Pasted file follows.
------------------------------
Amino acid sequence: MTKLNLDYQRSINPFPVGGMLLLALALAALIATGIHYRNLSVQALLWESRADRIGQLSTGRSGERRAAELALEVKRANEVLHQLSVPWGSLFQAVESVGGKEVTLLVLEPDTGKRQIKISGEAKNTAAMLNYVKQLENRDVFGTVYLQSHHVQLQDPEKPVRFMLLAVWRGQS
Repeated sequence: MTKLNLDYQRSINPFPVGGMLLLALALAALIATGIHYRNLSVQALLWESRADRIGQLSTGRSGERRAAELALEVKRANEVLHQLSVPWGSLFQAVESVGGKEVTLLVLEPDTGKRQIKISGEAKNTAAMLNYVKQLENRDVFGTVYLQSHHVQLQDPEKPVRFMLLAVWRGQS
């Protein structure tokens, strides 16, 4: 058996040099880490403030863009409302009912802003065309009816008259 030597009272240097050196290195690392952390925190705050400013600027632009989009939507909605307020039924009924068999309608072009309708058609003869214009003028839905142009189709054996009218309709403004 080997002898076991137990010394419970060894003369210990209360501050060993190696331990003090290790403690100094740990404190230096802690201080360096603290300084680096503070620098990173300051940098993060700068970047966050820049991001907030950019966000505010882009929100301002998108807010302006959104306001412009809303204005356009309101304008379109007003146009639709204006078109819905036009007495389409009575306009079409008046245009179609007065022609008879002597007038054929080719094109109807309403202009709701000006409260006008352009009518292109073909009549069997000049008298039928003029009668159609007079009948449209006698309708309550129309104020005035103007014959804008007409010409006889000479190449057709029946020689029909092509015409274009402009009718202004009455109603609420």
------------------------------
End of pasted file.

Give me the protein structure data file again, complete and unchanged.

Amino acid sequence: MTKLNLDYQRSINPFPVGGMLLLALALAALIATGIHYRNLSVQALLWESRADRIGQLSTGRSGERRAAELALEVKRANEVLHQLSVPWGSLFQAVESVGGKEVTLLVLEPDTGKRQIKISGEAKNTAAMLNYVKQLENRDVFGTVYLQSHHVQLQDPEKPVRFMLLAVWRGQS
Repeated sequence: MTKLNLDYQRSINPFPVGGMLLLALALAALIATGIHYRNLSVQALLWESRADRIGQLSTGRSGERRAAELALEVKRANEVLHQLSVPWGSLFQAVESVGGKEVTLLVLEPDTGKRQIKISGEAKNTAAMLNYVKQLENRDVFGTVYLQSHHVQLQDPEKPVRFMLLAVWRGQS
């Protein structure tokens, strides 16, 4: 058996040099880490403030863009409302009912802003065309009816008259 030597009272240097050196290195690392952390925190705050400013600027632009989009939507909605307020039924009924068999309608072009309708058609003869214009003028839905142009189709054996009218309709403004 080997002898076991137990010394419970060894003369210990209360501050060993190696331990003090290790403690100094740990404190230096802690201080360096603290300084680096503070620098990173300051940098993060700068970047966050820049991001907030950019966000505010882009929100301002998108807010302006959104306001412009809303204005356009309101304008379109007003146009639709204006078109819905036009007495389409009575306009079409008046245009179609007065022609008879002597007038054929080719094109109807309403202009709701000006409260006008352009009518292109073909009549069997000049008298039928003029009668159609007079009948449209006698309708309550129309104020005035103007014959804008007409010409006889000479190449057709029946020689029909092509015409274009402009009718202004009455109603609420």